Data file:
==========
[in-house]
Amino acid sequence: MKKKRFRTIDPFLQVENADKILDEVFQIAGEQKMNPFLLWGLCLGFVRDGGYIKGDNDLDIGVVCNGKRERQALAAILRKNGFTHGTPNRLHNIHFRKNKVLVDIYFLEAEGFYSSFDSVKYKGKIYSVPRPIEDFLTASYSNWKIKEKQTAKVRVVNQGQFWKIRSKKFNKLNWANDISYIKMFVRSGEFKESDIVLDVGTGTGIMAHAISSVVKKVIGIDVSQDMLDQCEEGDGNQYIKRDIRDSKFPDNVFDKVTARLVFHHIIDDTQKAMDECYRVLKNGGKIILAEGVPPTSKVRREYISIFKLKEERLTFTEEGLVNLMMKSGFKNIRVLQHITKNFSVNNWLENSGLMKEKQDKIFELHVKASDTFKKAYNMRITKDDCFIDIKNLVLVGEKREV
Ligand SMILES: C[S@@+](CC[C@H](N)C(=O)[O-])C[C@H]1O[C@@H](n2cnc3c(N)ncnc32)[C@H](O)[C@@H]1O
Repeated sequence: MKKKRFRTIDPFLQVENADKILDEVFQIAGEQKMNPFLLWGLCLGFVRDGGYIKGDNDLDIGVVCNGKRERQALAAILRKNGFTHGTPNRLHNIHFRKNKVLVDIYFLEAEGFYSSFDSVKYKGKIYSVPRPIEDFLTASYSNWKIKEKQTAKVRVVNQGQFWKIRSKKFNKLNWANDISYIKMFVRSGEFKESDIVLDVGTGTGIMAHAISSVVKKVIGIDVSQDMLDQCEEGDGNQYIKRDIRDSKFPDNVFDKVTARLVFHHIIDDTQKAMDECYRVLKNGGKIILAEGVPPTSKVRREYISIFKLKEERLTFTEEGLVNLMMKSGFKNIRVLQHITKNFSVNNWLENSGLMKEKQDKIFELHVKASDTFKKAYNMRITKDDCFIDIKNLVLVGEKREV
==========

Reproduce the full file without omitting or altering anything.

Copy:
[in-house]
Amino acid sequence: MKKKRFRTIDPFLQVENADKILDEVFQIAGEQKMNPFLLWGLCLGFVRDGGYIKGDNDLDIGVVCNGKRERQALAAILRKNGFTHGTPNRLHNIHFRKNKVLVDIYFLEAEGFYSSFDSVKYKGKIYSVPRPIEDFLTASYSNWKIKEKQTAKVRVVNQGQFWKIRSKKFNKLNWANDISYIKMFVRSGEFKESDIVLDVGTGTGIMAHAISSVVKKVIGIDVSQDMLDQCEEGDGNQYIKRDIRDSKFPDNVFDKVTARLVFHHIIDDTQKAMDECYRVLKNGGKIILAEGVPPTSKVRREYISIFKLKEERLTFTEEGLVNLMMKSGFKNIRVLQHITKNFSVNNWLENSGLMKEKQDKIFELHVKASDTFKKAYNMRITKDDCFIDIKNLVLVGEKREV
Ligand SMILES: C[S@@+](CC[C@H](N)C(=O)[O-])C[C@H]1O[C@@H](n2cnc3c(N)ncnc32)[C@H](O)[C@@H]1O
Repeated sequence: MKKKRFRTIDPFLQVENADKILDEVFQIAGEQKMNPFLLWGLCLGFVRDGGYIKGDNDLDIGVVCNGKRERQALAAILRKNGFTHGTPNRLHNIHFRKNKVLVDIYFLEAEGFYSSFDSVKYKGKIYSVPRPIEDFLTASYSNWKIKEKQTAKVRVVNQGQFWKIRSKKFNKLNWANDISYIKMFVRSGEFKESDIVLDVGTGTGIMAHAISSVVKKVIGIDVSQDMLDQCEEGDGNQYIKRDIRDSKFPDNVFDKVTARLVFHHIIDDTQKAMDECYRVLKNGGKIILAEGVPPTSKVRREYISIFKLKEERLTFTEEGLVNLMMKSGFKNIRVLQHITKNFSVNNWLENSGLMKEKQDKIFELHVKASDTFKKAYNMRITKDDCFIDIKNLVLVGEKREV